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One person died in Jacksonville FL when an Amtrak train slammed into an SUV that was straddling the tracks last week, according to the Florida Highway Patrol.
The police stated that the train hit the Chevrolet Tahoe at approximately 7:20 PM on Jan. 14. The driver of the SUV died after he was taken to a local hospital. According to witnesses, the driver apparently stopped on the tracks due to traffic.
No passengers or anyone else was injured in the crash. Police continue to investigate the accident.
Our research and experience as railroad accident attorneys in Virginia and North Carolina tells us that 31% of railway fatalities occur at railroad crossings.
Despite what some people think, most train crossing crashes do not occur because the driver was trying to cross the tracks before the train got there. In fact, many railroad crossings are ‘passive’, meaning that they do not have gates or flashing lights. At many of those crossings, the driver is supposed to watch and listen for train. However, many of these railroad crossings have poor visibility. That was the case in one of our train crossing crash cases, where a Norfolk Southern train appeared suddenly and hit our client’s car, which caused serious injuries to his two children.
A study was done of train crossing crashes, and sight obstruction was found to be a problem in 689 crashes, which led to 87 deaths.
Active railroad crossings with flashing lights and gates also can be made to be safer. One problem with them is the warning time may be too long, which makes drivers impatient and they may drive around the gates. Sometimes the gates and flashing lights do not work properly, which opens the possibility of a personal injury or wrongful death lawsuit.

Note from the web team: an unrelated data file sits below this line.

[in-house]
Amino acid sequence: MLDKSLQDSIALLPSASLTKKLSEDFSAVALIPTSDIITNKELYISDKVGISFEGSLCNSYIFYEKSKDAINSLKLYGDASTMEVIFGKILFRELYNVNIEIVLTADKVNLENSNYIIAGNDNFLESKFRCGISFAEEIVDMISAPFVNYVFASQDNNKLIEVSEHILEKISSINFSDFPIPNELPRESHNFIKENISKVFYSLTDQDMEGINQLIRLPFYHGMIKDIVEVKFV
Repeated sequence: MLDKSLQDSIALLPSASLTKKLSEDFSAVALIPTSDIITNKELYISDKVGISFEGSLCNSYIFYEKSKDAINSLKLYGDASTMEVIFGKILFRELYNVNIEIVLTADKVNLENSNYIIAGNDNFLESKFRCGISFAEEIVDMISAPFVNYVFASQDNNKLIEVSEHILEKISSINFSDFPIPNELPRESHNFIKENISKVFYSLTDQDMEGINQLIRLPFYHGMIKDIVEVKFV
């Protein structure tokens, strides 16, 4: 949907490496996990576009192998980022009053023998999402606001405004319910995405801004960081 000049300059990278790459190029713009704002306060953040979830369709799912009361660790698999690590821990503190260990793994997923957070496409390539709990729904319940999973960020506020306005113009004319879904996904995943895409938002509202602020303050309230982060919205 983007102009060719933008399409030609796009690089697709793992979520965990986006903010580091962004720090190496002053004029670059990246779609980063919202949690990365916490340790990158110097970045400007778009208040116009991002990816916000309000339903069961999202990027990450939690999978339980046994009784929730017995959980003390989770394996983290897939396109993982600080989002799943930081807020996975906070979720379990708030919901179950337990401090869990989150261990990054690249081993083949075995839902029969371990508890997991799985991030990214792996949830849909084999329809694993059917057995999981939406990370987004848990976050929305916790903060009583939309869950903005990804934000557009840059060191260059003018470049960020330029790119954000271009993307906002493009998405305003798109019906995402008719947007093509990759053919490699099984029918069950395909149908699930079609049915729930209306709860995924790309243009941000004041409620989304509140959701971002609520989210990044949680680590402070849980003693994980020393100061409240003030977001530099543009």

The US Labor Department levied a $250,000 fine against New York-based Metro-North Railroad after it retaliated against an injured railroad worker. The Labor Department ordered Metro North to pay the punitive damages award to a train coach cleaner who hurt his leg on the job in November 2011 in Connecticut.
The federal government stated that a Metro North supervisor told the injured worker that management would file disciplinary charges and deny promotions to anyone who reported being hurt at work.
The $250,000 fine is the biggest that has ever been awarded for punitive damages for retaliation in the history of the Federal Railroad Safety Act. The railroad also must pay $10,000 to pay for the worker’s attorney costs.
During the case, the Labor Department cited other instances where the railroad apparently threatened to retaliate against injured workers. One case involved a woman who crushed her foot with a barrel. Rather than file an injury report, the hobbled woman came to work on crutches.
We are railroad injury attorneys in Virginia who have seen railroads routinely attempt to deny claims for on the job injuries. We have to say however, that the above attempt at retaliation against an injured worker on the job truly is a new low. We are glad that the Labor Department assessed such a large punitive award; hopefully it will warn other railroads to not attempt to intimidate injured workers!
A recent injured railroad worker case in Virginia we handled involved a railroad conductor who suffered a serious back injury after he fell due to an insecure ladder on a train car. Of course, the railroad denied responsibility, but we were able to show that the handhold on the ladder was insecure and that this was a regulatory violation. We also brought in a top notch railroad safety expert, who pointed out the specific regulations that had been violated. In the end, we were pleased with the $825,000 settlement in favor of our injured client.